FWIW, In my single ended 15ips tape run, when I first terminated the Mogami, I tried 2 of the wires to the hot pin thinking the wire was quite long. 36 feet in my system. It was a very hot, loud and probably distorted sound. I immediately change the hot to a single wire and abandoned the extra wire. It immediately went to a more proper performance where its hard to differentiate from any 5 foot interconnect in my system. I assume there are a few reasons this may have occurred.

I think that when using long wires the grounding system of gear will strongly affect the performance of cables - what is clear in a system and room can be very different in other system and room.
 
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bazelio

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I think the selection of cables is a difficult and frustrating morass. Just because a cable is expensive doesn't mean it necessarily offers the best sound for your ears between your particular components in your particular system.

The idiosyncratic ears of a particular audiophile will find there to be an optimal cable to use to connect any two components, but it is not possible to predict in advance, based on input impedance and output impedance, or based on cable resistance/capacitance/inductance characteristics, or based on the design of the dielectric or of the cable sheath, which cable this will be. One must try different cables between each pair of components, and attempt to be largely design agnostic and brand agnostic, and to judge primarily by ear.

In other words, ideally, we would have in inventory a wide array of different models and different brands of cables. We would cycle each of these cables through every pair of components, and see which cable sounds best to each of us between every pair of components. In practice this is very difficult to accomplish.

My answer to this morass is to start with very basic cables, like Mogami or Belden. Over time I look forward to experimenting with different expensive cables between the phono stage and the line stage.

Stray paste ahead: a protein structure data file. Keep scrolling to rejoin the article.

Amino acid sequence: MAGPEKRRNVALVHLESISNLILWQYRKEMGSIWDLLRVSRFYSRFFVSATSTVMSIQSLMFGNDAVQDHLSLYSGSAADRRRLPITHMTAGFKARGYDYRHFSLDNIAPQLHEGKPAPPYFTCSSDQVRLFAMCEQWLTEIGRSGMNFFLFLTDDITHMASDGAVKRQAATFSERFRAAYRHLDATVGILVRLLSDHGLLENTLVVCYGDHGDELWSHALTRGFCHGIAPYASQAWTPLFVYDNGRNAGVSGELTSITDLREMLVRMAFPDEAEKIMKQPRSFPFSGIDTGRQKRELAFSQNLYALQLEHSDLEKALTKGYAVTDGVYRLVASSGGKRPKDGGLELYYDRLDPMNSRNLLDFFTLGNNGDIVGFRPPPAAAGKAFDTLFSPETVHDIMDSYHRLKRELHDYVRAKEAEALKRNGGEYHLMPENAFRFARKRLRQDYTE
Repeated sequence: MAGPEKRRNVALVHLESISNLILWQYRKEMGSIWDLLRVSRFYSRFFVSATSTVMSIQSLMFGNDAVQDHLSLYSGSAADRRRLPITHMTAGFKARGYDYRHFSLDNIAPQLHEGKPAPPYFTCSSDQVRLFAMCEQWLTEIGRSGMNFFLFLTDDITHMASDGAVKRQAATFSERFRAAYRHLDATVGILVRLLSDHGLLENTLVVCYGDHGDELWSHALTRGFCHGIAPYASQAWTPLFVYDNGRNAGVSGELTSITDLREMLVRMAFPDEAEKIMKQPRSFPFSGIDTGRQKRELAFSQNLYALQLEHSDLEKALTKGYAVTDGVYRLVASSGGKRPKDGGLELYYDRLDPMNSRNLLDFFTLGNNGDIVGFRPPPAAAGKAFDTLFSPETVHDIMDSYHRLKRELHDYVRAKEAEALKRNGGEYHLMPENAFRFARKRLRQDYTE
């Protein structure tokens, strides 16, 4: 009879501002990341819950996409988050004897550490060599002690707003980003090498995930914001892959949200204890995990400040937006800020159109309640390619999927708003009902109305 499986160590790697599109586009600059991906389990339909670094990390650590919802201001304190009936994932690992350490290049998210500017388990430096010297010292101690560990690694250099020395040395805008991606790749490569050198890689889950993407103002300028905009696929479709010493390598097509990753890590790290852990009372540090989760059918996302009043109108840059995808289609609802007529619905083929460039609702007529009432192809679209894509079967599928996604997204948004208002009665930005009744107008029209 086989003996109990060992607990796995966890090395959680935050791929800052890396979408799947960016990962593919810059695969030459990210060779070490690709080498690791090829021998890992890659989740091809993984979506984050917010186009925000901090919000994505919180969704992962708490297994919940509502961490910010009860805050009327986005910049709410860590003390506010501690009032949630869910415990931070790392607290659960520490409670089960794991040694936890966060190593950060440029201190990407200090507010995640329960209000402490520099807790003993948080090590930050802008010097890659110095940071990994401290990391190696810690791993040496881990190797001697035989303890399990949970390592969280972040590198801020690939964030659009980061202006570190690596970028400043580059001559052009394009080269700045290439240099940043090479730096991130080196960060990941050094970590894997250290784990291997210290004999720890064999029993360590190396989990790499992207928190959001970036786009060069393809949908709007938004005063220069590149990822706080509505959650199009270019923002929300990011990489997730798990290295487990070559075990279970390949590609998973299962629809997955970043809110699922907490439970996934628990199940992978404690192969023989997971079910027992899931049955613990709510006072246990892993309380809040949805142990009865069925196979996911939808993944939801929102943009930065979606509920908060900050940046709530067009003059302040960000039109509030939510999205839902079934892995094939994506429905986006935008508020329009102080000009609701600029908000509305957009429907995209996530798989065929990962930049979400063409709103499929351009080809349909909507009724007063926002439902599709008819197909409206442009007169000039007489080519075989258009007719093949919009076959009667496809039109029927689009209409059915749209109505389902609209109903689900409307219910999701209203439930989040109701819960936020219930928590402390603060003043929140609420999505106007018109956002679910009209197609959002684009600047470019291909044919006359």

My interconnect run is 50 feet long. It just does not make sense to me to throw a dart at a list of expensive cable brands and hope that I magically pick the one I would like best sonically were I to have the opportunity to audition each of them, side by side, in my own system. For this long run I will be starting with whichever Mogami or Belden cable David recommends. (Gary Koh recommended Mogami 2791 for me for this purpose.)

I don’t have a problem with spending money on expensive cables. The problem is there is no intellectually honest or theoretically valid way to figure out, in advance, which expensive cables will sound the best to one’s own ears. There is no intellectually honest or theoretically valid way to figure out, in advance, which, if any, expensive cable will sound better to one’s own ears than a Mogami or a Belden cable.

At the medium price level I look forward to exploring Iconoclast and Absolute Fidelity cables. At the very expensive end I look forward to exploring Cardas Clear Beyond and Masterbuilt Ultra cables.

Ron, with the pro audio cables, you can actually afford to experiment. And I think it is worth doing so. I've played with various Mogami, Belden, Canare, Hosa, and Gotham. Probably others that I'm forgetting. For interconnects, for what it's worth, Tang and I are both impressed with Gotham. But, I suspect cable capacitance will have a non-zero effect on the final sound you are able to achieve at 50'. But for digital (AES) - and you can easily hear a difference - Mogami Gold beats the others for me. And for speakers, Belden. This after many trials and errors and yet only 3 figures spent all said and done. So, though listening to cables is a lot less fun than listening to music, it's a worthwhile thing to do at some point and doesn't have to be price prohibitive.